He value of the dollar has certainly dipped in the past few years, but there’s a number of new currencies that might have investors clamoring for a more digital kind of coin. Enter the world of gaming and digital economies, where industry leaders compete for consumers’ real-life money, hoping they’ll prefer their digital dough to ordinary dollars.
Facebook made news less than a year ago when it announced that many of its online apps, casual gaming favorites like Mafia Wars and Farmville, would be consolidated under a new system of Facebook credits. For users, this meant that in order to purchase in-game powerups and bonuses from their favorite Facebook apps, they would need to purchase Facebook credits at a rate of 10 credits per dollar.(1) For developers, it means that their own in-game currencies would need to be purchased using Facebook credits and that Facebook would take a flat 30% cut of anything purchased with those credits.(2)
And Facebook is far from alone in the e-currency economy; Microsoft’s Xbox Live and Nintendo’s online marketplace both use a credit system that requires users to purchase Xbox Live points or Wii points in order to trade them for downloadable content. One of the pitfalls of this system — or perhaps one of its great strengths — is that users are often unaware how much downloadable content will actually cost. The conversion rate from Xbox live points to US dollars (currently 80 points/1 USD) is confusing enough that one user created an online conversion tool on his site to help Xbox players realize how many euros, yen or dollars their newly purchased content is extracting from their electronic wallets.(3)
Minting virtual currency in-game isn’t only giving game consumers new conversion rates to calculate, this phenomenon also draws the gamer closer to a global community, where she and many others use the same modality of exchange, free of political and cultural constraints. That was one of the missions of Bitcoin, a completely virtual currency which employed peer to peer technology to make transactions with Bitcoins possible anonymously, much like virtual cash.(4) One of the pitfalls of this approach is that Bitcoin’s value fluctuated with the market, leaving Bitcoin investors to either see huge returns, or to be left with only pennies after the currency crashed in June 2011.(5)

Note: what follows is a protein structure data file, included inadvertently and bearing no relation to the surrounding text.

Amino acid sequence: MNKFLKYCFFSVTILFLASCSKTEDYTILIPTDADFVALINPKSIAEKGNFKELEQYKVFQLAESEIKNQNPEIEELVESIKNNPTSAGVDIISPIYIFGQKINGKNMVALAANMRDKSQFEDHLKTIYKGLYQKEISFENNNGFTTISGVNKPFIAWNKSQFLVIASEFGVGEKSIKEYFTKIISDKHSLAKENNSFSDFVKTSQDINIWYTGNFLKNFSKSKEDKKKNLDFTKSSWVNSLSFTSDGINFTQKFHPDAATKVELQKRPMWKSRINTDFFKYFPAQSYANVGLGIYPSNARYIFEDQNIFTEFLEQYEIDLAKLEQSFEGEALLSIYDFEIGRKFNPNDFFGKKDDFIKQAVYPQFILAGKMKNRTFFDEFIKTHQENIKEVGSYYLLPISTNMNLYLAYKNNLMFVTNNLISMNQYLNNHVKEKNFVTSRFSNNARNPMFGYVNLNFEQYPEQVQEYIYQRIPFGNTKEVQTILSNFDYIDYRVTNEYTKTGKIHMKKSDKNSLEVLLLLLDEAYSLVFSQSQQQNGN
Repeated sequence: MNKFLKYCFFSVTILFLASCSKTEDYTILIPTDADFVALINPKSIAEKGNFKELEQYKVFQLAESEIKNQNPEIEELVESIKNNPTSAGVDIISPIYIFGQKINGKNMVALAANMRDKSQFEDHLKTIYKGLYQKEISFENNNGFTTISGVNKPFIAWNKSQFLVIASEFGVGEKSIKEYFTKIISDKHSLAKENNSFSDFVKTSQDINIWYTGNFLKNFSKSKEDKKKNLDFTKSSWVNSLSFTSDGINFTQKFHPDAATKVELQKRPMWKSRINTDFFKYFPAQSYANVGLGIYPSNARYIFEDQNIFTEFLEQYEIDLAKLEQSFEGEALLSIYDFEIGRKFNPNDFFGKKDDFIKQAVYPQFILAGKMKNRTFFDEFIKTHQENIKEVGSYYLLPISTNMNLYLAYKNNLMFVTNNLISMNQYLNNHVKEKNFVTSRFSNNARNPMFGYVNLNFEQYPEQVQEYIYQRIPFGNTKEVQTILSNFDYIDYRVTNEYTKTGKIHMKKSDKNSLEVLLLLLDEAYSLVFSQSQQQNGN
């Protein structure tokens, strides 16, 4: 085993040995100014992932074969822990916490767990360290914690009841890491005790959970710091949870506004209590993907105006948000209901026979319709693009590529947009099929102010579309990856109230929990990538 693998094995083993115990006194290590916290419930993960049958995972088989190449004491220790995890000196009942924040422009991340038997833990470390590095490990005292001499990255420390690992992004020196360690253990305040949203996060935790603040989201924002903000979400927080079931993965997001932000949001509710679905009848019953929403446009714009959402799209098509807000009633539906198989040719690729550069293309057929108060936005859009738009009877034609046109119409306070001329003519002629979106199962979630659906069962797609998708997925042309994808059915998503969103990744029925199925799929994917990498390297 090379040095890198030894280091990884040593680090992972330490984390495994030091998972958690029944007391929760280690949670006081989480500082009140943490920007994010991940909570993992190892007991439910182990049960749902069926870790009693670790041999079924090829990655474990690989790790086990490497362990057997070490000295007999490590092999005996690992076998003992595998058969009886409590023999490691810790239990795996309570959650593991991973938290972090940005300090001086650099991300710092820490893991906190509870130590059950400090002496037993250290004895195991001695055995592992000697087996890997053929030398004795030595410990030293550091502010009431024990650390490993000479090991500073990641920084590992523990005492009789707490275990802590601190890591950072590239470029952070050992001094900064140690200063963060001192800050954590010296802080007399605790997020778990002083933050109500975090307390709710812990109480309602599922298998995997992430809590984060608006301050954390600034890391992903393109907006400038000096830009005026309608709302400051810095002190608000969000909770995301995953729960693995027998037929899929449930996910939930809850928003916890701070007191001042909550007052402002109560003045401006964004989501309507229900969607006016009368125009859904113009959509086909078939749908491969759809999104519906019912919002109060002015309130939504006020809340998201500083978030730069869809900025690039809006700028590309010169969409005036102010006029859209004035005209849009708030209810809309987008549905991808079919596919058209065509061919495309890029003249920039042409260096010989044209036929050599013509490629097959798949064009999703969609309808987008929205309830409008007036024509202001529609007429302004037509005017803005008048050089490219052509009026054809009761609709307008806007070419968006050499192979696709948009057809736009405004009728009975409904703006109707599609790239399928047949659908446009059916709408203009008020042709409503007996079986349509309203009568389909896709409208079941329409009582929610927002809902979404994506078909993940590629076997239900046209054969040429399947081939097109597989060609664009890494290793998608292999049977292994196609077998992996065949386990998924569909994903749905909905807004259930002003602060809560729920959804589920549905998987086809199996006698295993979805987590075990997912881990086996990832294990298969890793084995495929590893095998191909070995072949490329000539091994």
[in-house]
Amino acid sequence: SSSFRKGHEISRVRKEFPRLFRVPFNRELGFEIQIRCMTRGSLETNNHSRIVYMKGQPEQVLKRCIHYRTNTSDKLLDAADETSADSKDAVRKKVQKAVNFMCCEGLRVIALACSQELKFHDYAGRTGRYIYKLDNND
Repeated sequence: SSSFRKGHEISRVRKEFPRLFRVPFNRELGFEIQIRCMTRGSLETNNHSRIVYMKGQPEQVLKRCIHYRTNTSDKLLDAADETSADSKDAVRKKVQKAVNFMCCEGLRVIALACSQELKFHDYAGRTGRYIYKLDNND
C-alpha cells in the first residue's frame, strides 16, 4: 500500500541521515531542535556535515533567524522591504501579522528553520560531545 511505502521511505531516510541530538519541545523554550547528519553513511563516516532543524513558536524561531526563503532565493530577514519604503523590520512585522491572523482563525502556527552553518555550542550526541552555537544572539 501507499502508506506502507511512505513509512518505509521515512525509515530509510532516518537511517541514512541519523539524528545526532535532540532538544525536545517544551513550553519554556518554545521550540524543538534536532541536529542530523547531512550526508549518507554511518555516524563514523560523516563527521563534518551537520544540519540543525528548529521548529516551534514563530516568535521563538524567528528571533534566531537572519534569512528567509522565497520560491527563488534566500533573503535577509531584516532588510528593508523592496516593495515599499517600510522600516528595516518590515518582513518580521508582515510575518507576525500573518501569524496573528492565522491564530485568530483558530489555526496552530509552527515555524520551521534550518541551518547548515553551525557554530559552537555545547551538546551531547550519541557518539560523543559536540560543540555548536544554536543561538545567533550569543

Risky investments in digital resources continue to be big business in MMORPGs like World of Warcraft, where unverified resources like BankofWoW.com and Guild-Bank.com are in the business of turning players’ dollars and euros into in-game gold and items. Whether or not the sites are legitimate or legal businesses, the success of these sites and virtual currencies in general is the sense of freedom it gives the point or credit holder from the economic and political strings tied to our national currencies.
Virtual currencies may not have the stability or security of their paper and metal counterparts, but the capitalistic drive and the promise of immense gain will always keep gamers searching for just a bit more coin. Rueter, Thad “Facebook faces antitrust pressure for promoting its new digital currency.” Internet Retailer (Jun. 29, 2011)
 Diana, Allison “Facebook Makes Credits Sole Legal Currency.” Information Week (Jan. 25, 2011)
 the wrong advices
 “About Bitcoin”
 Cohan, Peter “Can Bitcoin Survive? Is it Legal?” Forbes (Jun. 28, 2011)
via Gamma Law Blog By David Hoppe at 2:11 AM, February 13, 2012